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Access Becomes Focus of Retail Video Value Chain

It used to be so easy. The electronics store sold devices. You plugged in the device, or inserted batteries, and the device (usually) worked. Maybe you bought a maintenance contract, but that was about the only ongoing option you could get for using that nifty electronic product.

Now, as we all know, nothing is very easy, and electronics retailing is not simply about products. Dealers are peddling access--not in the sense that Washington lobbyists use that term, although there is a connection (read on).

As more and more products require a subscription, retailers are extending their reach deeper into the value chains. As a result, consumers are tied more to the dealer, with subsequent questions about responsibility.


The first widespread access products were mobile phones. Thanks to oft-confusing package deals between cell phone carriers and handset makers, consumers got a "free" or "cheap" device by signing up for years of access, usually at a retailer or at the carrier storefront. Satellite TV also burst on the retail scene with subscription access integrated into the retail sale that seemed, at first glance, to focus merely on the receiver.

Ironically, the first widespread access service involving consumer-purchased equipment went in the opposite, and more understandable, direction. Court rulings in the 1970s that allowed customers to buy and attach their own telephones to the old Bell network launched entire new industries. In that case, the legacy access service was still sold by an existing provider. Customers were simply buying cheap retail devices to plug into a familiar service.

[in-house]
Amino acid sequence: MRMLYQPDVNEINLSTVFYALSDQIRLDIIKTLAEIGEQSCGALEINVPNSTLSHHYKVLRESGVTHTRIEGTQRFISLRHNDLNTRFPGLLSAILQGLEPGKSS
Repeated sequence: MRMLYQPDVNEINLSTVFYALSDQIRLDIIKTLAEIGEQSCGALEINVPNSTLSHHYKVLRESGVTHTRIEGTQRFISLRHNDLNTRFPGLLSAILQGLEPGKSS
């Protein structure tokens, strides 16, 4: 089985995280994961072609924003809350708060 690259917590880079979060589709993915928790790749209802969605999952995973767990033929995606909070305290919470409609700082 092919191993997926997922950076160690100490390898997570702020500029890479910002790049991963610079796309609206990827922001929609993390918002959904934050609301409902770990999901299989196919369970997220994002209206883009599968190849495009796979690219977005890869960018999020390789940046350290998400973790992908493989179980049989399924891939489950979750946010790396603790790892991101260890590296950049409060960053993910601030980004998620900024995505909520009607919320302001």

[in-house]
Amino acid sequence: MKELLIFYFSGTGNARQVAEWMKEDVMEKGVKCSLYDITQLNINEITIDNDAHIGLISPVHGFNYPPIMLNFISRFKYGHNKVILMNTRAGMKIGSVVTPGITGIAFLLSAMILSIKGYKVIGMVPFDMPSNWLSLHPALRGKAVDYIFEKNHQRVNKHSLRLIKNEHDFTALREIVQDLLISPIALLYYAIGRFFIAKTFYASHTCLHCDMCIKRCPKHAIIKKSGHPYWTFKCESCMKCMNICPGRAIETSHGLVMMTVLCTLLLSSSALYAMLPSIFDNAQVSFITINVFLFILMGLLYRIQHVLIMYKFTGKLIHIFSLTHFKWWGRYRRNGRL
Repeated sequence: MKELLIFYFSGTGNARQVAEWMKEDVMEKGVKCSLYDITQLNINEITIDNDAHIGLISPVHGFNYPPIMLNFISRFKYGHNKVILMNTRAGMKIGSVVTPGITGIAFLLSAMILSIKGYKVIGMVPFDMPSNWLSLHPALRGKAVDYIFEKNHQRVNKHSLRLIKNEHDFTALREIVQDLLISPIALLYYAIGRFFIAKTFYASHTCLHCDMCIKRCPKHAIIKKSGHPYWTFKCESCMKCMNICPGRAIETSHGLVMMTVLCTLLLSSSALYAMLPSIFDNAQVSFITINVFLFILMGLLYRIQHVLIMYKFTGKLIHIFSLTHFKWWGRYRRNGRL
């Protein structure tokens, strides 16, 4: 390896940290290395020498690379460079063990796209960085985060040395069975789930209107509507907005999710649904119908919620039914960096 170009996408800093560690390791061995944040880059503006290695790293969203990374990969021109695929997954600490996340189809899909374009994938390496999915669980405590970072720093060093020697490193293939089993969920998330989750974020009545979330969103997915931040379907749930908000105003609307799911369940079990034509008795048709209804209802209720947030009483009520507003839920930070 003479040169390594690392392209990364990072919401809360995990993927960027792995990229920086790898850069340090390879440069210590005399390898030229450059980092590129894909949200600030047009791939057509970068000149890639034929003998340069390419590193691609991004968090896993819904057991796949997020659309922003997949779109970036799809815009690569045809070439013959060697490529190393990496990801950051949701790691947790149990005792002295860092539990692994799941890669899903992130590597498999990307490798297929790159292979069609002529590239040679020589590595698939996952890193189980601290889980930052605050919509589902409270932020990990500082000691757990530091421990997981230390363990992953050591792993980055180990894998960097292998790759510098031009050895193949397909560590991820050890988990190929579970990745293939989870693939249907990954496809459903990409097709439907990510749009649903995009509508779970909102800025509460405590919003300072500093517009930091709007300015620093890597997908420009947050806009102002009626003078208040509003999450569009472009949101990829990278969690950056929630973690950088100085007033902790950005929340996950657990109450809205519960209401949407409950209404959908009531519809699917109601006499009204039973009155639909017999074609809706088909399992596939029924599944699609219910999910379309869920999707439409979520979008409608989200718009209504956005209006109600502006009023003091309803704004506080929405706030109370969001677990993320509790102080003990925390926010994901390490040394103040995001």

In the past few years, product-plus-service packages, with the emphasis on access, have become a pre-emptive business model. The hardware is not much good without the access fee for digital video recorders, satellite radio and sporadically to broadband access, such as the sale of cable and DSL modems and service at selected computer retailers.

The iPod phenomenon--which has put those music devices into nearly one of 10 American homes in just over a year--extends the process into a slightly different direction. The hardware is a standalone product that can be fed from existing music resources. But Apple seeks to make it clear that customers will get the greatest benefits from iPods via access to iTunes (a highly profitable ancillary Apple business).

Even the new Napster, sold as a retail product in the form of prepaid access cards, has found its way onto store shelves without taking up room as a tangible device. And we're waiting to see how access and pricing are structured for the new TV-to-cell phone services, such as Verizon's VCAST.

Digital television, for now, is not directly part of this emerging access value chain, but its retail presence is, in many ways, tied to the trend. Consumers are being acclimated to a process in which hardware is not enough; the tools are merely entry points to a package deal. Somewhere, sometime, shoppers will be paying for access service--and probably paying again and again on a monthly subscription or per-use basis.


For retailers, the setup is immensely appealing; sometimes it offers a short-term annuity, assuring a revenue flow for the life of the product. In other cases, the "access" sale represents just another one-time spinoff for performing as a sales agent. In any situation, the access fee is an addictive additional revenue source that retailers will not want to lose.